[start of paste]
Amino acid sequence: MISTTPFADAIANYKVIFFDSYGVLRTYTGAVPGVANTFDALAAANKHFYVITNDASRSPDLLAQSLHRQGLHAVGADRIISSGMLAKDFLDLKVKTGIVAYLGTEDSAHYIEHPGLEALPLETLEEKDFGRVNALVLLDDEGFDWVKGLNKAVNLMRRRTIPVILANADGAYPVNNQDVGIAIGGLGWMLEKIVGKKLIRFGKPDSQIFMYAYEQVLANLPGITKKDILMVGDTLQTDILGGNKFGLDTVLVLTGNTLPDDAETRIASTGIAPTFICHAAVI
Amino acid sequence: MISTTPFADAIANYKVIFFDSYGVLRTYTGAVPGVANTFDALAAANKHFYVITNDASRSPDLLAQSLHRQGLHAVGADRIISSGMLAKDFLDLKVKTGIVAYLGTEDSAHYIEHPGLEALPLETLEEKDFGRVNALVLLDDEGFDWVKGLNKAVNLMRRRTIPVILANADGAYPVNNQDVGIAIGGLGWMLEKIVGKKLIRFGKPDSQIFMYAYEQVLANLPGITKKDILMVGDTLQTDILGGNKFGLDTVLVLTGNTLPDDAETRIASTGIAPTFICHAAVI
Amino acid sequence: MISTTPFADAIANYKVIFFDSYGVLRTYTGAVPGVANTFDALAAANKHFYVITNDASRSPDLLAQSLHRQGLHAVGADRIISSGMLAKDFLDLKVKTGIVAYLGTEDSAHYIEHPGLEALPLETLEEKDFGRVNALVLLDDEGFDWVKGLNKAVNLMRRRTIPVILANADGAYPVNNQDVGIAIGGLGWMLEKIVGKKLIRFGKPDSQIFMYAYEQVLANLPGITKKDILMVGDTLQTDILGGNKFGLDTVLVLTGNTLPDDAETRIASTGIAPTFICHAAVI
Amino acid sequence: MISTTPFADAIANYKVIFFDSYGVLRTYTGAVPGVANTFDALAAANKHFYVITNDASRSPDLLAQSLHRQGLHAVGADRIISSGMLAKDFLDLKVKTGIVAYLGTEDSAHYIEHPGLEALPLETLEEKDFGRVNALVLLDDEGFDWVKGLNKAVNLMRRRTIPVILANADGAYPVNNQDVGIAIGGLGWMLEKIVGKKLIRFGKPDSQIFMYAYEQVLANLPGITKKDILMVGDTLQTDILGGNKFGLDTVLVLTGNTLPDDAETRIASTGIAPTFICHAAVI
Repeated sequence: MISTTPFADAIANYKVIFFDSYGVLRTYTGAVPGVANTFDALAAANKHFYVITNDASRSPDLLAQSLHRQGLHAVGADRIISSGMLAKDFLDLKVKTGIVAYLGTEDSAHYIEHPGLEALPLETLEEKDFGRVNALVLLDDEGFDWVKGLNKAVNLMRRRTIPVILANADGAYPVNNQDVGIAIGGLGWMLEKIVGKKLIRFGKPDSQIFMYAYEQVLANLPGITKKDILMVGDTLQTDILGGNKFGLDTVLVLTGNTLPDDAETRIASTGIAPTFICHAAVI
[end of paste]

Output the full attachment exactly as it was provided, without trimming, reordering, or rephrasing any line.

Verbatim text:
Amino acid sequence: MISTTPFADAIANYKVIFFDSYGVLRTYTGAVPGVANTFDALAAANKHFYVITNDASRSPDLLAQSLHRQGLHAVGADRIISSGMLAKDFLDLKVKTGIVAYLGTEDSAHYIEHPGLEALPLETLEEKDFGRVNALVLLDDEGFDWVKGLNKAVNLMRRRTIPVILANADGAYPVNNQDVGIAIGGLGWMLEKIVGKKLIRFGKPDSQIFMYAYEQVLANLPGITKKDILMVGDTLQTDILGGNKFGLDTVLVLTGNTLPDDAETRIASTGIAPTFICHAAVI
Amino acid sequence: MISTTPFADAIANYKVIFFDSYGVLRTYTGAVPGVANTFDALAAANKHFYVITNDASRSPDLLAQSLHRQGLHAVGADRIISSGMLAKDFLDLKVKTGIVAYLGTEDSAHYIEHPGLEALPLETLEEKDFGRVNALVLLDDEGFDWVKGLNKAVNLMRRRTIPVILANADGAYPVNNQDVGIAIGGLGWMLEKIVGKKLIRFGKPDSQIFMYAYEQVLANLPGITKKDILMVGDTLQTDILGGNKFGLDTVLVLTGNTLPDDAETRIASTGIAPTFICHAAVI
Amino acid sequence: MISTTPFADAIANYKVIFFDSYGVLRTYTGAVPGVANTFDALAAANKHFYVITNDASRSPDLLAQSLHRQGLHAVGADRIISSGMLAKDFLDLKVKTGIVAYLGTEDSAHYIEHPGLEALPLETLEEKDFGRVNALVLLDDEGFDWVKGLNKAVNLMRRRTIPVILANADGAYPVNNQDVGIAIGGLGWMLEKIVGKKLIRFGKPDSQIFMYAYEQVLANLPGITKKDILMVGDTLQTDILGGNKFGLDTVLVLTGNTLPDDAETRIASTGIAPTFICHAAVI
Amino acid sequence: MISTTPFADAIANYKVIFFDSYGVLRTYTGAVPGVANTFDALAAANKHFYVITNDASRSPDLLAQSLHRQGLHAVGADRIISSGMLAKDFLDLKVKTGIVAYLGTEDSAHYIEHPGLEALPLETLEEKDFGRVNALVLLDDEGFDWVKGLNKAVNLMRRRTIPVILANADGAYPVNNQDVGIAIGGLGWMLEKIVGKKLIRFGKPDSQIFMYAYEQVLANLPGITKKDILMVGDTLQTDILGGNKFGLDTVLVLTGNTLPDDAETRIASTGIAPTFICHAAVI
Repeated sequence: MISTTPFADAIANYKVIFFDSYGVLRTYTGAVPGVANTFDALAAANKHFYVITNDASRSPDLLAQSLHRQGLHAVGADRIISSGMLAKDFLDLKVKTGIVAYLGTEDSAHYIEHPGLEALPLETLEEKDFGRVNALVLLDDEGFDWVKGLNKAVNLMRRRTIPVILANADGAYPVNNQDVGIAIGGLGWMLEKIVGKKLIRFGKPDSQIFMYAYEQVLANLPGITKKDILMVGDTLQTDILGGNKFGLDTVLVLTGNTLPDDAETRIASTGIAPTFICHAAVI